BOSTON (James Morton, 2012)

MaríaOñoroPrieto-CiudadenelArte

This work of art belongs to a collection of 62 paintings and Fine Art Glicéé (an exact digital printout from an original work) of Boston, Massachusetts. This compilation is named “Bostonscapes” and is divided in four pages, where all are original acrylic paintings. This image represent Quincy Market and is on the third page. It is a recent painting created by James Morton, who owns Morton Arts with Sara Morton since 1997. He started painting in 1965, while he was in university, without anyone’s help because hardly one used acrylics. Nowadays he has a collection of 178 paintings.

Boston, Massachusetts, is considered the main cultural, political and commercial city in New England and has 636.479 habitants. It is located in the north-east coast of the United States. It was founded in September 1630 and since then it has swallowed up hundreds of hectares. It has bridges, train, dock, airport and also the first underground after London’s one. This is not a coincidence, in the other bank of its river, Charles, is located one of the most prestigious universities of the world, Harvard, and the MIT (Massachusetts Institute of Technology).

We can distinguish the contrast between old and historical buildings and skyscrapers and modern offices, which is characteristic from this city. In the image, we can appreciate a wide, straight, pedestrian street, crowded of a big variety of people. That is because Quincy Market is part of a shopping area and also because in Boston coexist lots of different cultures. It also receives thousands of tourist per year, fact that we can deduce from the information posts located in different points of the street.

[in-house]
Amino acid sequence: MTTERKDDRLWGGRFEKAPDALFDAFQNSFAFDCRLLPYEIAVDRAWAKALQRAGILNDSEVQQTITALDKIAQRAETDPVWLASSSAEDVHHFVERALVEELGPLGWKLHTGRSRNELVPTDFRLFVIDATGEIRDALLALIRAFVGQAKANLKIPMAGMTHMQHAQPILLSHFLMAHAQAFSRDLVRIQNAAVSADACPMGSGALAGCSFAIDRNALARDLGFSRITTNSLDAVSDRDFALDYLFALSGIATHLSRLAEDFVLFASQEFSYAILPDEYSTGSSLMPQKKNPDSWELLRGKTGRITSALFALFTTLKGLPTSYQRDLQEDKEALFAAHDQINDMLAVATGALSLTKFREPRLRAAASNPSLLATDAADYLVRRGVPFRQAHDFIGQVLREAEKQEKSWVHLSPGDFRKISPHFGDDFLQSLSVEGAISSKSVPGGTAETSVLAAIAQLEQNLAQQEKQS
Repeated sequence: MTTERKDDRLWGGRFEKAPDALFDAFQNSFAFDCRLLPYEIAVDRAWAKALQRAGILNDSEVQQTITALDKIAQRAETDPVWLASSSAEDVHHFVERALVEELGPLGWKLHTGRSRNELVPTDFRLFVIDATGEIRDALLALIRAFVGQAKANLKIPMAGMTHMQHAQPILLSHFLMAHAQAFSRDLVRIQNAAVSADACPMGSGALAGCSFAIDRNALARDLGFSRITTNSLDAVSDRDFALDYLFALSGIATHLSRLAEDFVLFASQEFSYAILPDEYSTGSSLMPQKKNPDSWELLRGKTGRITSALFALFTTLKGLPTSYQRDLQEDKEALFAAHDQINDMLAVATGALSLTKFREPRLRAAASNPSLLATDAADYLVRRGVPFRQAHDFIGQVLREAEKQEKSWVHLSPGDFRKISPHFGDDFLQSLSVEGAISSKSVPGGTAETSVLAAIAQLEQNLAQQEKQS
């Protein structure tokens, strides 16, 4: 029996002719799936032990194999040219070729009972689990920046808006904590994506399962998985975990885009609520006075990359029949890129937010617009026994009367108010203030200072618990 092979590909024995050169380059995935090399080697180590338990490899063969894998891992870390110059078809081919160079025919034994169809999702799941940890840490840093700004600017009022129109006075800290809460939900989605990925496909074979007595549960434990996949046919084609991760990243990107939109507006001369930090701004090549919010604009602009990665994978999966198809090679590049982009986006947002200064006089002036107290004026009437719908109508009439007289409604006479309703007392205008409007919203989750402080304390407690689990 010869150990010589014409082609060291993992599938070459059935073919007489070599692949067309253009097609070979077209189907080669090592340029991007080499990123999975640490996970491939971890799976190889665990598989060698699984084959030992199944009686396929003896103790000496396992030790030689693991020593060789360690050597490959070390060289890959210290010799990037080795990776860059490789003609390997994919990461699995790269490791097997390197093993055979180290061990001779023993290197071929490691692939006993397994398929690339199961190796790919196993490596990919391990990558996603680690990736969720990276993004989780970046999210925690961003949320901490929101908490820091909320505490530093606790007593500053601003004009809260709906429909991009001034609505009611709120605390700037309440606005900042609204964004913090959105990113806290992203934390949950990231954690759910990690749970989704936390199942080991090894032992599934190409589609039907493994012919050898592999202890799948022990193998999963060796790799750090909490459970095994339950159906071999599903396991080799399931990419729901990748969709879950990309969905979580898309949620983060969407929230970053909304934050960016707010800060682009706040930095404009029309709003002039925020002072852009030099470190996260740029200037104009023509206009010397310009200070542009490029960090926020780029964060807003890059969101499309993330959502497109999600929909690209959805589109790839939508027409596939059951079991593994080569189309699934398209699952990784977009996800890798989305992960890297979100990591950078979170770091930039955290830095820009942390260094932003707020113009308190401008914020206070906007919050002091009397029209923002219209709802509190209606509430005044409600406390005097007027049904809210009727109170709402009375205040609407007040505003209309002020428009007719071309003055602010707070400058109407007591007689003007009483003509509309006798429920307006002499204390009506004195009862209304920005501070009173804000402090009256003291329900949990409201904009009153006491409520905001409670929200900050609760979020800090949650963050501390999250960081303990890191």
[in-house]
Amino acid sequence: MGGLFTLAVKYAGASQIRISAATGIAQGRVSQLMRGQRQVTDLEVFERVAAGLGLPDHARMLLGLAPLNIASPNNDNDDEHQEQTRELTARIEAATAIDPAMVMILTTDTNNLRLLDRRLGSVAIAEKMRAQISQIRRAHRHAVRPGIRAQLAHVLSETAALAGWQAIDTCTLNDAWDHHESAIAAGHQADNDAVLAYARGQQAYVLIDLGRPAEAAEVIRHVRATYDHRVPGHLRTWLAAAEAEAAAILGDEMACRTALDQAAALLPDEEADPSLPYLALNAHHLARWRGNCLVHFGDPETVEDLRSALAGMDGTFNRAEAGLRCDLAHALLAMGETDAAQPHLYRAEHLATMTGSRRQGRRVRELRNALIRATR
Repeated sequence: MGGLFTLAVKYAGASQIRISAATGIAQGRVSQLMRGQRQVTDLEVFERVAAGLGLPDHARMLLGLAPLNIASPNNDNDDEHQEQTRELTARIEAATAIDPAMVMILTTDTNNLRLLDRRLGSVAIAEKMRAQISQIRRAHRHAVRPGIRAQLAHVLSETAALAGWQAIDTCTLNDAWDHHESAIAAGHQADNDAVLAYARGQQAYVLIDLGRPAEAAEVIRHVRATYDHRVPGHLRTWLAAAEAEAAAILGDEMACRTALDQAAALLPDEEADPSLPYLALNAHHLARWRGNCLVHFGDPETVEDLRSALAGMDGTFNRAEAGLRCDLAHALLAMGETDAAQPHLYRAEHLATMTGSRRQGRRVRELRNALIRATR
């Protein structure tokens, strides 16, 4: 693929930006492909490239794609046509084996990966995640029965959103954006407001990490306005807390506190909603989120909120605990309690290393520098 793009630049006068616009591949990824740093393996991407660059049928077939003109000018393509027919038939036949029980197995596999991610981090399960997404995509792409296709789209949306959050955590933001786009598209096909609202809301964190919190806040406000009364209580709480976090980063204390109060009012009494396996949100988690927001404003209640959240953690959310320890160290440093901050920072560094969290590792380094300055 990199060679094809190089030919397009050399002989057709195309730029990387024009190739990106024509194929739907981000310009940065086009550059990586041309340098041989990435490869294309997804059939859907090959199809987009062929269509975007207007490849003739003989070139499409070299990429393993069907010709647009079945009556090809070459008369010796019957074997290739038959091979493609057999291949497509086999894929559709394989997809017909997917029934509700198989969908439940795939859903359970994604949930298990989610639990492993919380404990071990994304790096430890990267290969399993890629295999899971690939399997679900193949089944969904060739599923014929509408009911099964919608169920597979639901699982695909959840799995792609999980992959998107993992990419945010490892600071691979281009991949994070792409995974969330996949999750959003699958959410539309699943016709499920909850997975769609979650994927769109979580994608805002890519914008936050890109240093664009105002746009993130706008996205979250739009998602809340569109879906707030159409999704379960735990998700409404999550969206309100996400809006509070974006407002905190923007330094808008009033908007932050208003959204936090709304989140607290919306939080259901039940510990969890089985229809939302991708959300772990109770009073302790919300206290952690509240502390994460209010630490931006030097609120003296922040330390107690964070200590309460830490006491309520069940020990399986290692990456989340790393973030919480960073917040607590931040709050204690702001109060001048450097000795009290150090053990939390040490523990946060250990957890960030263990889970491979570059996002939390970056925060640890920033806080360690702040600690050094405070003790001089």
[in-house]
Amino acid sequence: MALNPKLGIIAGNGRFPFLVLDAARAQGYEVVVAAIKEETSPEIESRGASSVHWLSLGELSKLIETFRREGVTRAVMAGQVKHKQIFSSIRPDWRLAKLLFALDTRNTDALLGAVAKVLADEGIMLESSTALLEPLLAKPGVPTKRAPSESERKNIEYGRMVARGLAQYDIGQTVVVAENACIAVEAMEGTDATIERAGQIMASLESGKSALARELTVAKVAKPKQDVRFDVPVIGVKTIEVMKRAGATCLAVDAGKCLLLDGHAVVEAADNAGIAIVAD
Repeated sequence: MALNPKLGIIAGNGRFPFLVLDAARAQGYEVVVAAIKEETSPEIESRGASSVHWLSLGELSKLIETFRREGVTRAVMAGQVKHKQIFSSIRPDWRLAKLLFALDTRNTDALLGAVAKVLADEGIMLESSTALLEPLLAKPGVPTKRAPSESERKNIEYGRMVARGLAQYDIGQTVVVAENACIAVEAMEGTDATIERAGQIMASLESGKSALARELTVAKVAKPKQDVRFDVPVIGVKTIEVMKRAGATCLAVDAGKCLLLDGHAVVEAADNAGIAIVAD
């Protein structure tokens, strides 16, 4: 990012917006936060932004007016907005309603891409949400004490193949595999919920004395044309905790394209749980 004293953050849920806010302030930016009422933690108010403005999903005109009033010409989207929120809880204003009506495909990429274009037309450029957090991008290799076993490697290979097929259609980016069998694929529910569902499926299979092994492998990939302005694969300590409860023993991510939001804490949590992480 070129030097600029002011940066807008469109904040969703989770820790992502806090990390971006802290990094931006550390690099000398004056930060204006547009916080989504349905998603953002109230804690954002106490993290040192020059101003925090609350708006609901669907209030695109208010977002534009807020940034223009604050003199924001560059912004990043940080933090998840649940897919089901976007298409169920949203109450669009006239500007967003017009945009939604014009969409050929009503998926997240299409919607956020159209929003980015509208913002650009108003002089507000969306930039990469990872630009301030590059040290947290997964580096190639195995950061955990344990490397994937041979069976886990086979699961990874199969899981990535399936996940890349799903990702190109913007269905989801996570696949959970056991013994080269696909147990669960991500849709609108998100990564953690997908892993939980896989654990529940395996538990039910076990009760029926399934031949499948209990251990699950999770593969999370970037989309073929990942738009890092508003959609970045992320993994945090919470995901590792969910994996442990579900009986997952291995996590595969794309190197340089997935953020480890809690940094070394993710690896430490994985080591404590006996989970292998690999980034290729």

Regarding the buildings we can see the Quincy Market composed be two constructions, the one of the right is the North Market which has food-stalls and souvenir stands and the one of the left which has restaurants and shops such as Abercombie or GAP. In the foreground is situated the Faneuil Hall, a Georgian building designed by the architect John Smibert. He created it in the style of an English country market, with an open ground floor serving as the market house and an assembly room above. In 1761 the Hall suffered a fire and it was rebuilt by Charles Bulfinch. Behind the Faneuil Hall it is raised the Boston City Hall, with a Brutalist architecture style. It is in Government Center, an area in downtown where are located other important buildings not because of its architecture, but for its roles. Some of them are the Court, the Congress, two Suffolk Country courthouses, two federal office buildings and two state office buildings. The City Hall plaza, where the City Hall is, is used for social events like concerts.

Faneuil Hall is not just a marketplace, it is also a meeting hall where Samuel Adams, James Otis and others did speeches about the independence from Great Britain. It is the place where were discussed the famous Tea Party and the Boston Massacre. In 1773, 8.000 people gathered to protest some matters like the taxes. Between all these people there was a group of radicals, the “Liberty Sons” who trigger the Independence war through the Tea Party. Because of that, every 4th of July it is represented the independence war in the Boston Common, the “lung” of the city with the Boston Public Garden.

María Oñoro Prieto

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